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Sunday, 10 February, 2002, 00:47 GMT
Back pain heat therapy hope
Back pain can be debilitating for sufferers
Back pain can be debilitating for sufferers
People crippled by back pain could be helped by a new procedure which works by "cooking" discs.

The technique, called intra-disc electrotherapy (IDET), heats nerve endings, making them less sensitive and blocking pain signals from the discs.

Doctors who carry out IDET emphasise it is not suitable for all patients with lower back pain.

But they say for those it can help, it offers a less painful and much cheaper solution than spinal fusion - the standard treatment procedure in which two or more vertebrae in the spine are fused together using either bone grafts or metal rods.


I've seen the most grateful patients I've ever seen in my life

Brian Freeman, Queen's Medical Centre
Patients also have to have gone through physiotherapy, exercise regimes and pain relief treatments before they will be considered for IDET.

The procedure was developed in the US, and is only carried out at around six centres in the UK.

Doctors are still carrying out independent studies to support IDET's marketers' claims.

But Mr Brian Freeman, a spinal surgeon at Nottingham's Queen's Medical Centre, who performs IDET, said that he had seen many patients who had improved after the procedure.

Mr Freeman, who learnt the technique while studying in Australia at the Royal Adelaide Hospital said: "I thought IDET had enormous potential - and I've seen some dramatic improvements."

Scan needed

He said it was suitable for people whose movement was impaired, who may only be able to sit for 10 to 15 minutes before it became too painful.

Mr Freeman added: "The standard patient that would come to see me would be 45, with disabling lower back pain, who had tried all the conventional therapies."

Patients have to undergo a scan and an exploratory investigation to see how badly their discs are affected.

IDET is only suitable for people with one or two discs affected.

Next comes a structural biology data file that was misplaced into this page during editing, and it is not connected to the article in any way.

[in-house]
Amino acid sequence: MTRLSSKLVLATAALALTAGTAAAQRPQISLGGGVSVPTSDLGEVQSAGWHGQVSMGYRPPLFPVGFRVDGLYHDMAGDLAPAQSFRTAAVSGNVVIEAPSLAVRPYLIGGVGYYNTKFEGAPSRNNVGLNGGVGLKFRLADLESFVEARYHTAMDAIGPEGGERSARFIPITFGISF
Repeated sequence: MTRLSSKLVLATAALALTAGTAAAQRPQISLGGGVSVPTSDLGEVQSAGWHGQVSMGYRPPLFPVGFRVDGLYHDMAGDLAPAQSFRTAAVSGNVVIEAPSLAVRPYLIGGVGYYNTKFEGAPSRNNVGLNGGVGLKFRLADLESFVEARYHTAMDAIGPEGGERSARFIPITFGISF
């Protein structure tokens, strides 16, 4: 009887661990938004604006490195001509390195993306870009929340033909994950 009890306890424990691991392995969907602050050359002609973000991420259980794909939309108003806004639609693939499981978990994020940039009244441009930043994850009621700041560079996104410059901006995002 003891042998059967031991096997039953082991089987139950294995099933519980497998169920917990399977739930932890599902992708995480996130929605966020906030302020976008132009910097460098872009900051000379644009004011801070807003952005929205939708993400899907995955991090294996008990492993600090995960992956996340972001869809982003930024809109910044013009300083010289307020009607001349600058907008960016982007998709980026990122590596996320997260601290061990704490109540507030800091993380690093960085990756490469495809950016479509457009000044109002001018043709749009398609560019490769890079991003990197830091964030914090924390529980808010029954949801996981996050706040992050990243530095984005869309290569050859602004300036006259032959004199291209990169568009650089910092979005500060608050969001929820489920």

A hollow needle is guided into the affected disc, and an electrothermal catheter, a heating wire, passed through it into the disc.


Most of us are waiting for a trial. It's very difficult to evaluate its effectiveness

Philip Sel
British Association of Spinal Surgeons
This is heated up to 90C and tissue temperature goes up to 65 - 70C.

That is enough to destroy the nerve endings which are sending the pain messages to the brain.

Only the part of the needle which is in the disc is not insulated, so the patient's skin does not get burnt.

The procedure, carried out under local anaesthetic, takes less than an hour and does not need an overnight hospital stay.

The patient then has to wear a corset for the next six weeks and do nothing before starting an intensive course of physiotherapy.

'Kick-start'

Some doctors have suggested it is the physiotherapy rather than the procedure itself which makes the difference.

Philip Sel, secretary of the British Association of Spinal Surgeons, told BBC News Online: "Most of us are waiting for a trial. It's very difficult to evaluate its effectiveness."

But one patient said IDET had given her a "kick-start" to enable her to do the much-needed physio which she had been in too much pain to do before.

The alternative for patients is two-stage spinal surgery where each stage takes two hours.

Patients are then in hospital for a week, and it can take up to 18 months to recover.

The surgery can cost up to 3,000, whereas the needles used in IDET cost around 800 each.

Mr Freeman said: "If we are able to really define who will benefit from IDET, it could completely revolutionise the treatment of back-pain."

He estimated it could help 30% of patients he sees.

"I've seen the most grateful patients I've ever seen in my life."

See also:

03 Dec 01 | Health
Why back pain is hard to beat
04 Sep 01 | Health
Drivers 'risking spine problems'
27 Oct 01 | Health
Search for back pain cause
20 May 01 | Health
Back to nature for pain relief
13 Apr 00 | Health
Ceramic implants ease back pain
10 Feb 02 | Health
'My whole life has changed'
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